Teachers use student-made taco bar to ‘feed’ business lessons

MIDDLETOWN — Sometimes end of the school year lessons come wrapped in a tasty, crunching shell with sprinkles of freshly budding capitalism.

Students at Middletown’s Highview 6th Grade Center recently put together a mini taco business and meal presentation for local business leaders and the adults came away sated and impressed.

After learning about the fields of business, marketing and management, students in Marnie Kash’s class applied their knowledge to running their own business, which in this case, is “Highview Top of the Tacos.” Local businesses help and also served as taco judges.

“My (students) found this program incredibly enjoyable,” said Kash.

The novel approach to teaching fundamental business principals including “allowing them to make all of the decisions empowered them to use higher level thinking skills.”

“With very little guidance from myself … we saw first-hand how this program helped each student grow in different ways and in different areas,” said Kash.

Middletown school officials said the pop-up business not only provided a hands-on learning experience “but also instilled valuable life skills such as teamwork, creativity, and problem-solving.”

Students learned about the fundamentals of business operations, financial literacy, and how to work together. The elementary grade students also assumed the roles of hosts, servers, chefs and other positions found in a restaurant setting.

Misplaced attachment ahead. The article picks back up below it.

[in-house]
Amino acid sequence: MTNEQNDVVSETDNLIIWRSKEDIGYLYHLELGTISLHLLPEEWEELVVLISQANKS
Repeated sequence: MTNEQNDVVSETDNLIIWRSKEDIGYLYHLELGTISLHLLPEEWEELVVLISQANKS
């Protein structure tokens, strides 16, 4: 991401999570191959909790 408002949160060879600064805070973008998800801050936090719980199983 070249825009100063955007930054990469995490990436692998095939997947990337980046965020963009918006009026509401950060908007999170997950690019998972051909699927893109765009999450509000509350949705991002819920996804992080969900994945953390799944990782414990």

The program, which included free tacos for student, school staffers and participating community members, was made possible through funding and support by Junior Achievement of Middletown Area and Emery Federal Credit Union.

Jen Hayes, K-12 programs coordinator for the city schools, said the program is part of the district’s Passport To Tomorrow learning track, which includes a wide variety of real-world learning for youngsters.

“The students in Ms. Kash’s class chose the business, management and marketing field for fourth quarter (and) utilized the Junior Achievement curriculum to facilitate a student designed, led and run pop up business,” said Hayes.

“Each day there were mini lessons on how to run a business then time was allowed for the students to plan and make decisions. Ms. Kash’s students unanimously voted to run a taco restaurant and quickly divided themselves into categories based on their strengths and interests.”

“Each student was a board member and every time an idea was suggested, to the group, the board took a vote on whether or not to move forward with that idea.”

Hayes said “the students’ eyes lit up throughout this project. They felt empowered to make decisions and were able to make mini failures in a supportive environment.”

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